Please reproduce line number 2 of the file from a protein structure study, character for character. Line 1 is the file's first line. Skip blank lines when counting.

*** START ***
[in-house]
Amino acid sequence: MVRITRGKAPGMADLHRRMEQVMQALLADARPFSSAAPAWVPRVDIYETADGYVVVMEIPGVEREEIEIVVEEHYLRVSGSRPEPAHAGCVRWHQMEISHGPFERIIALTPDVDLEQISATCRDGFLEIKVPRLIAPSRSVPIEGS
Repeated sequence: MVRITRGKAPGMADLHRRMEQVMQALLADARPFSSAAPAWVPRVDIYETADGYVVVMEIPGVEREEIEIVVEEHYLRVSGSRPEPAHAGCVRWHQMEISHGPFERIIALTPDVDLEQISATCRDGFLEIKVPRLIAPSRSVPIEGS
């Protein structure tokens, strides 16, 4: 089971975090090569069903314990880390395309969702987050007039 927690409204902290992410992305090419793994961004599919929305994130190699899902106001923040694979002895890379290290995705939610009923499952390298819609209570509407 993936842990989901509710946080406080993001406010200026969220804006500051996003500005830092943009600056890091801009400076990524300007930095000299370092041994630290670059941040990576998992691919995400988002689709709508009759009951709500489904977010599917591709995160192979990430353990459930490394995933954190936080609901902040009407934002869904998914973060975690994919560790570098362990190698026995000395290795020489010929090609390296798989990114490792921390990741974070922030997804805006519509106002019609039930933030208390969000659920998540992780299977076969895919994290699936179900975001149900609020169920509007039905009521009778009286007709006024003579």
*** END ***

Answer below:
Amino acid sequence: MVRITRGKAPGMADLHRRMEQVMQALLADARPFSSAAPAWVPRVDIYETADGYVVVMEIPGVEREEIEIVVEEHYLRVSGSRPEPAHAGCVRWHQMEISHGPFERIIALTPDVDLEQISATCRDGFLEIKVPRLIAPSRSVPIEGS